Six years in the program. Three years in Randy Edsall's program. Two years in Mike Locksley's offensive system.
It all adds up for Maryland post-grad quarterback C.J. Brown, who above all else has seen his "football IQ" and comfort level in the Terps offense skyrocket of late.
Brown leads the Terps offense under Locksley onto the field in their inaugural Big Ten season this fall, and it's finally come together for the now-healthy signal-caller.
Brown has bounced back from debilitating shoulder and knee surgeries to hit stride, and he has a boatload of weapons at the skill spots to hopefully make a splash in the first Big Ten go-round.
With the enhanced IQ has come improved ability to read defenses get the Terps into their offense quickly, be it in the zone-read look, which he runs so well with 4.5 40-yard-dash speed, or through the air, where he has become a more accurate thrower because he knows where to get the ball. Last season his completion rate jumped nearly 10 percentage points from his last full season.
Brown has also shored up his footwork, cut down on a somewhat elongated throwing motion, and despite an up and down spring mostly because he could not run the offense "live" (he was non-contact), most believe he has taken the next step and is ready for a break-out type of season.
Who knows how much more successful he could have been had he not absorbed that wicked hit to the head at FSU in Game Five last season, with the Terps 4-0 and Brown beginning to hit stride before getting leveled at the No. 8 Seminoles in more than one way.
Brown, who threw for 2,242 yards and 13 touchdowns, while rushing for 576 yards and 12 scores in 2013, is the dual-threat Locksley's offense needs to have to hum, especially this year in the Big Ten and with the O-line thin again. The zone-read and quick hitters to all of Maryland's dangerous weapons -- be it All-American receiver Stefon Diggs to Deon Long -- in space to do their thing after-the-catch should allow the Terps to put points on the board. Keeping defenses honest will be Brown's great ability and feel to tuck it and run. Last year he completed 58.9 percent of his passes while throwing seven picks. His intermediate and deep throws/touch have improved with each season, and he certainly has some home-run threats this fall with a top 10 national receiving corps awaiting.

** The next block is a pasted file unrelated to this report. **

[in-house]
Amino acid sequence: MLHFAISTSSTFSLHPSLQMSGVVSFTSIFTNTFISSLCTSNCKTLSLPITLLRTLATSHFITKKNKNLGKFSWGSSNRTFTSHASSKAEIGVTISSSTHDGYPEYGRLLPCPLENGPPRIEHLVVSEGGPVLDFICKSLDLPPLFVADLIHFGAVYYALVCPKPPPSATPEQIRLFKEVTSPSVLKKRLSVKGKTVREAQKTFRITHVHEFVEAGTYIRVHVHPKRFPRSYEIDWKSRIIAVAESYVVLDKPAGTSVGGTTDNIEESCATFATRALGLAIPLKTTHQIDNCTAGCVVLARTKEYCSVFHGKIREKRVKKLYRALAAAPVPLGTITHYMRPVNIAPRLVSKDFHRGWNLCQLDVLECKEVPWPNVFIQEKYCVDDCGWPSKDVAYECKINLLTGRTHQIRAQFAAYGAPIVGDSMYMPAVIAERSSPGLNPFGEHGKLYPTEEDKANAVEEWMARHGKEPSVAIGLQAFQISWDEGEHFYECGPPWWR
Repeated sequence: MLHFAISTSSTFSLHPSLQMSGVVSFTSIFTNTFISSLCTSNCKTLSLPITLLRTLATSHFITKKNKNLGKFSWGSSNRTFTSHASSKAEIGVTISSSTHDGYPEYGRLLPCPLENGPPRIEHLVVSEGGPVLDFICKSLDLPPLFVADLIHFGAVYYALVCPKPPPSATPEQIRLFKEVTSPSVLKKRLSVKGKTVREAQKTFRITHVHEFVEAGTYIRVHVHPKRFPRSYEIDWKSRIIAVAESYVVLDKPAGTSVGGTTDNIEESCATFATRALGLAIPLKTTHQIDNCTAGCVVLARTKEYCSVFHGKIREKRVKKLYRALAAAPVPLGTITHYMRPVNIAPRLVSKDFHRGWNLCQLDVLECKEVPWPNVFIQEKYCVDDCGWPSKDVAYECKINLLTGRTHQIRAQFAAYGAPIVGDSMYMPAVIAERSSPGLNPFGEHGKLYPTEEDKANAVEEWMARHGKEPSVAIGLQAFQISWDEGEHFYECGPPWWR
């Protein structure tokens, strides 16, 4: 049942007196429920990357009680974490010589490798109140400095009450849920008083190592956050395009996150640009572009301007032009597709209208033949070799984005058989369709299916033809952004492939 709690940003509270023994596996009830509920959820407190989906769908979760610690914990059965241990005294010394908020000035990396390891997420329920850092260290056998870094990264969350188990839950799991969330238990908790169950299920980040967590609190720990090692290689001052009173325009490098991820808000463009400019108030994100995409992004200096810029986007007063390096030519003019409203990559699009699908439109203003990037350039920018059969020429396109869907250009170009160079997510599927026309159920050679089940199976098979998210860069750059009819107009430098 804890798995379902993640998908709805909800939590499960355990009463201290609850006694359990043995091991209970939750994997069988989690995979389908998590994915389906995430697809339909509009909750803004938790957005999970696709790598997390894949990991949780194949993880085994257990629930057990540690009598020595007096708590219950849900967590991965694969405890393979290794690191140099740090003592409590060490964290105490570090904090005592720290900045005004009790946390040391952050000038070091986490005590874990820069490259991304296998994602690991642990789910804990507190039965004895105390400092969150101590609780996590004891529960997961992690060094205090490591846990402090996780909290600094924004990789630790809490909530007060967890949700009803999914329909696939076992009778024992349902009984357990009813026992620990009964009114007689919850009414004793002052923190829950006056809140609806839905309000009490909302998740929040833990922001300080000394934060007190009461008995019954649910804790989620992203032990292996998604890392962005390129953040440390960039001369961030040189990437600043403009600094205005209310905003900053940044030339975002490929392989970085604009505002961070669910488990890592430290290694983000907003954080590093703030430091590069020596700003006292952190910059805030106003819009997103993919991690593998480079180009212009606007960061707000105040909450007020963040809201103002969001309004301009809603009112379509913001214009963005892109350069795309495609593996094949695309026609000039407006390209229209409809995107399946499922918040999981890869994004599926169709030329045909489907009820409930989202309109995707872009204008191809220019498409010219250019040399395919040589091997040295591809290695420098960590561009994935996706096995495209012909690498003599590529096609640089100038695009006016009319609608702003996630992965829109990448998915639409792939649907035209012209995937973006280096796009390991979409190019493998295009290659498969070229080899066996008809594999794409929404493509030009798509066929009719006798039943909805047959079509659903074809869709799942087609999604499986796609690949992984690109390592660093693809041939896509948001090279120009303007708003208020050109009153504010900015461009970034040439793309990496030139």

Behind him, junior Caleb Rowe (6-3, 215) is No. 2 on the depth chart, and he's still ramping up fully in the "football IQ" department, making strides but not all the way there yet. Cleary the strongest armed and quickest release quarterback on campus, Rowe has the physical tools in place. His mastery and command of the offense, and where to get the ball and when, continues, but there is no denying he can be a gunslinger in a quick-strike offense.
Rowe played in seven games last season and threw for 989 yards and five touchdowns while completing 48.9 percent of his throws. He was intercepted three times, cutting down on some of the mental miscues that dogged him the year before when he was at times jumpy in the pocket and threw into traffic too much. He is more composed now in his progressions, and grooming to be the top dog in 2015.
After that, sophomore Perry Hills (6-2, 215) is returning from a knee injury that shelved him last season, and he still appeared rusty in spring camp. After stepping in for the injured Brown two years ago and starting as a true freshman, and winning some games, the gutsy Hills has since fallen behind the others as both a passer and a runner.
Behind him, redshirt freshman Shane Cockerille (6-2, 215) is a pass-run threat as well, with all the physical tools. But he is still trying to master the offense and become a better thrower. His footwork and throwing mechanics have come a long way in the last year, but he's not fully there yet. Like Hills, Cockerille is a "warrior" type you like leading your huddle, but the technical game is still being pointed up for the former Gilman star.
The Terps signed St. John's (Washington, D.C.) standout athlete/quarterback Will Ulmer (6-0, 190), a quicksilver athlete, but we don't see his long-range home at quarterback, barring a spate of injuries and the like.
Fall Camp Positional Preview: Quarterbacks
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